The story would have been more interesting if it had included the modern visionaries whose images of the Jordan fundamentally shaped its last few centuries. In 1847, U.S. Navy Lieutenant William Francis Lynch had two boats hauled by camel from the Mediterranean to the Sea of Galilee, then used them to explore the Jordan and the Dead Sea. Pinhas Rutenberg, a Russian engineer and former member of the Kerensky government, founded the Palestine Electric Company and built the region's first hydroelectric dam at Naharayim. In 1927 he lost a lawsuit against his archrival, Euripides Mavromatis, for the right to provide Jerusalem with electricity; only in 1942, after Rutenberg's death, did British authorities turn to his company to supply the city.
During World War II, conservationist and Christian Zionist Walter Lowdermilk envisioned five million Jews resettling Palestine, with Jordan River water irrigating the Negev and canals from the Mediterranean replenishing the Dead Sea. His book Palestine, Land of Promise was a favorite of Harry Truman's. Engineer John Hays outlined an Americanized vision of regional dams and development in his aptly titled book TVA on the Jordan. Motion Picture Association of American President Eric Johnston, as Eisenhower's Special Representative, negotiated a master plan for the Jordan River involving Israel and its neighbors. These and other engineers and politicians wove the overarching narratives—and myths—of scientific development and peaceful cooperation.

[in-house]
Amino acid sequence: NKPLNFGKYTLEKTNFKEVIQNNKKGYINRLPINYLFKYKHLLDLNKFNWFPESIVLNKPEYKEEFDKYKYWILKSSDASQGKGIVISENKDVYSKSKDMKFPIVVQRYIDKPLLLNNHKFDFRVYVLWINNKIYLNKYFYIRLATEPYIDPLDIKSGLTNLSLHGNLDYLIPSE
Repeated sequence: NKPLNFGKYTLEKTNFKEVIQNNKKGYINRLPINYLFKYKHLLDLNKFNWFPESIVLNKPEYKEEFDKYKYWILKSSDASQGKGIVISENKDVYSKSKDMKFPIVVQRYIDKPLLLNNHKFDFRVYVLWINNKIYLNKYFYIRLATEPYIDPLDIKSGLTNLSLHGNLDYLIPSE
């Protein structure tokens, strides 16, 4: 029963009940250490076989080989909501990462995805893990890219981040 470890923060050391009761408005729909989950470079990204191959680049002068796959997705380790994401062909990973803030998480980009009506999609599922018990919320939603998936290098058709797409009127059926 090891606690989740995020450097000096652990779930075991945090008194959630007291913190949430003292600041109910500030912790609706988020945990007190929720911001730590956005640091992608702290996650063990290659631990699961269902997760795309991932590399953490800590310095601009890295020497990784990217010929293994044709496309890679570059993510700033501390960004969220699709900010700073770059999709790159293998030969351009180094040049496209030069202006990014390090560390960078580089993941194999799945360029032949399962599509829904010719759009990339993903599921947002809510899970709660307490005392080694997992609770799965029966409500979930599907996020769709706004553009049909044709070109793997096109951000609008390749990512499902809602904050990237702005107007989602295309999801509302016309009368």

Actual development has literally sucked the life out of the river. At least 1,300 million cubic meters of water once flowed into the Sea of Galilee. That amount is now vastly reduced, and more than 80 percent of it is diverted before reaching the Dead Sea—whose volume, as a result, has shrunk by an estimated 13 cubic kilometers in 30 years. In 1979, the Dead Sea waters literally turned over, mixing their thin upper layer of sweet water with the massive volume of ancient hypersaline water below. Surrounding ground levels are subsiding, sinkholes opening up. These changes don't help tourism on either the Israeli or the Jordanian side of the water.
Though once-frequent predictions of 21st-century water wars have not yet materialized, Israel, Jordan, and Syria clashed during the 1950s and 1960s over their efforts to divert water from the Jordan and its tributaries. Perhaps desalinization is the answer, or perhaps a canal: Lowdermilk's colossal vision of a Mediterranean-Dead Sea canal has been joined by even more ambitious ideas for a Dead Sea-Red Sea channel, and saving the Dead Sea—along with generating electricity—is part of the plan. But these are unlikely to come soon enough to help the Dead Sea or the Jordan River.
There is some perversely heartening news. Geologists have determined that the Dead Sea dried up completely some 120,000 years ago; yet 25,000 years ago, a huge lake covered the entire valley from the Dead Sea to the Sea of Galilee. Its fertile plant and animal communities attracted humans—who, just 15,000 years later, began farming. That which disappeared re-established itself without human intervention. Perhaps the lesson is to look beyond fleeting human narratives to the power of nature, even God, to reshape water and land according to a purer plan. What to do in the short term, though, remains a problem.